Details named finalists for Pacemaker, Crown awards


Chloe Parker, Brita Romans, Georgia Minion and Jordan Baker decorate party crowns during class on Feb. 20 to celebrate Details’ nomination for the Pacemaker and Crown awards. Photo by EMMA RICHIE

Chloe Parker, Brita Romans, Georgia Minion and Jordan Baker decorate party crowns during class on Feb. 20 to celebrate Details’ nomination for the Pacemaker and Crown awards. Photo by EMMA RICHIE

This past month, Whitney Details was nominated for its seventh consecutive Pacemaker award for the 2011-2012 yearbook by the NSPA (National Scholastic Press Association).

“The Pacemaker is an award given to the top yearbooks in the country for their innovative coverage and design as well as proper execution. Just being named a finalist is a huge honor, considering a very small number of books across the country make it this far,” current co-editor-in-chief Megan Malm said.

Out of a total of 402 yearbook entries, Details is one of 14 finalists in the 233-288 page category.

According to the NSPA, each finalist “(has) unique and school year-specific themes, inventive and consistent design, in-depth and well-researched copy, balanced and thorough coverage, beautiful photography and high reader usability.”

The winners of the Pacemaker award — approximately 20 of the 50 finalists nationally receive the award — will be announced at the JEA/NSPA Spring National High School Journalism Convention.

“We are really pleased with the honor and excited to see if (this year’s) is recognized as a Pacemaker. We find out now that we are a finalist and we’ll know the results in San Francisco on April 27,” yearbook adviser Mrs. Sarah Nichols said. “We’ll receive the finalist plaque and if we receive a Pacemaker we’ll receive a second plaque.”

This year, eight Details’ staff members will be attending the spring convention and therefore will be present at the announcement of Pacemaker winners.

“In the past, no Whitney students have been there to get the honor in person. And this year with the spring convention being in San Francisco, it will be really special for them to hear their name called as a finalist and possibly even as a Pacemaker,” Nichols said.

Not only has Details been nominated as Pacemaker finalist, but in December, Details was announced as a Crown Finalist as well. The Columbia Scholastic Press Association (CSPA) Crown Awards, are also awards designated to outstanding publications nationally.

“(Crowns) are known as the Pulitzer Prize of high school journalism,” Nichols said.

The finalists are generally decided based on yearbook concept, which includes the theme and cover design, as well as coverage, photography, design, writing and editing. The theme of the nominated yearbook, co-edited by Amanda Peterson and Lauren Roudebush, was “it’s a lot like nothing else.”

Out of 1,344 publications who applied for this award, only 78 yearbooks were named as finalists, Details being among them.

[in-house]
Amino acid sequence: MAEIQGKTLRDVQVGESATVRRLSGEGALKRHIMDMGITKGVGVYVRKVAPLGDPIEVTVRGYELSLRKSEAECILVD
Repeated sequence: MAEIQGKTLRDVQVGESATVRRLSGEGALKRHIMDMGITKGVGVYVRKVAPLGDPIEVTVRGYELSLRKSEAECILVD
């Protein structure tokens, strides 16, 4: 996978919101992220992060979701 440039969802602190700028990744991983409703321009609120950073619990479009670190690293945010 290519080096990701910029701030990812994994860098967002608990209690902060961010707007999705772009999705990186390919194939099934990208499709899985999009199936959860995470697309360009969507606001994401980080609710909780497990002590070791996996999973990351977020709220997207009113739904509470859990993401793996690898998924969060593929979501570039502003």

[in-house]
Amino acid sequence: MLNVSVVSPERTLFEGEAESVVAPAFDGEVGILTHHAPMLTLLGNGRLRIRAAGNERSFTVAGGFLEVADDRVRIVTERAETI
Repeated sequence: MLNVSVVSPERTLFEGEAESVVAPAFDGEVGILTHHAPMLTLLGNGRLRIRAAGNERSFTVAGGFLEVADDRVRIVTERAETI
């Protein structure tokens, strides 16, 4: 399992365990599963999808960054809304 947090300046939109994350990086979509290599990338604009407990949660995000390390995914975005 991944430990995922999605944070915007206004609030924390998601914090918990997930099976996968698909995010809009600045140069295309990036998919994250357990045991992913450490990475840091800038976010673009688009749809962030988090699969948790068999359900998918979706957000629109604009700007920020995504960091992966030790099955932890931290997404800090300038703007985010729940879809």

“It’s an incredible set of publications from around the country. It’s a really elite group. It’s definitely an honor to be included among such outstanding examples of student work. Even a Silver would be a huge honor for our students who produce the book,” Nichols said.

The final results, announced in the third week of March, will reveal the level of achievement for each finalist publication — either a Silver Crown or a Gold Crown. Details has won a Gold Crown for the past two consecutive years and in several previous years as well. This recognition of Details for last year’s publication reflects the staff’s work ethic.

“I know how much everyone on the staff put into that book and getting nominated shows that all of our hard work has payed off in the long run. We are going up against amazing books nationally and that makes me feel good knowing we are seen in the journalism world as a good publication,” section editor Chelsey Burgess said. “Every single person works so hard to make it the best book possible. Continuing to get recognition makes me feel great and makes me strive to do better and better.”

Both for the Pacemaker and the Crown awards, being nominated multiple years in a row, winning consecutively and receiving prestige in the journalistic world, Details has made a name for itself due to the heart and innovation put into each yearbook it produces. But national recognition isn’t a goal the staff sets for itself.

“When you flip through the book, most people don’t realize that every little detail plays a huge role in the theme development. It takes a tremendous amount of time and effort to create a book, let alone an immaculate one” Malm said.
“But I don’t think the awards change how I feel about the time and effort (we put in). We make the book for our students. We want our school to have the best possible yearbook. The awards are great, but not our ultimate goal. They’re more like the cherry on top.”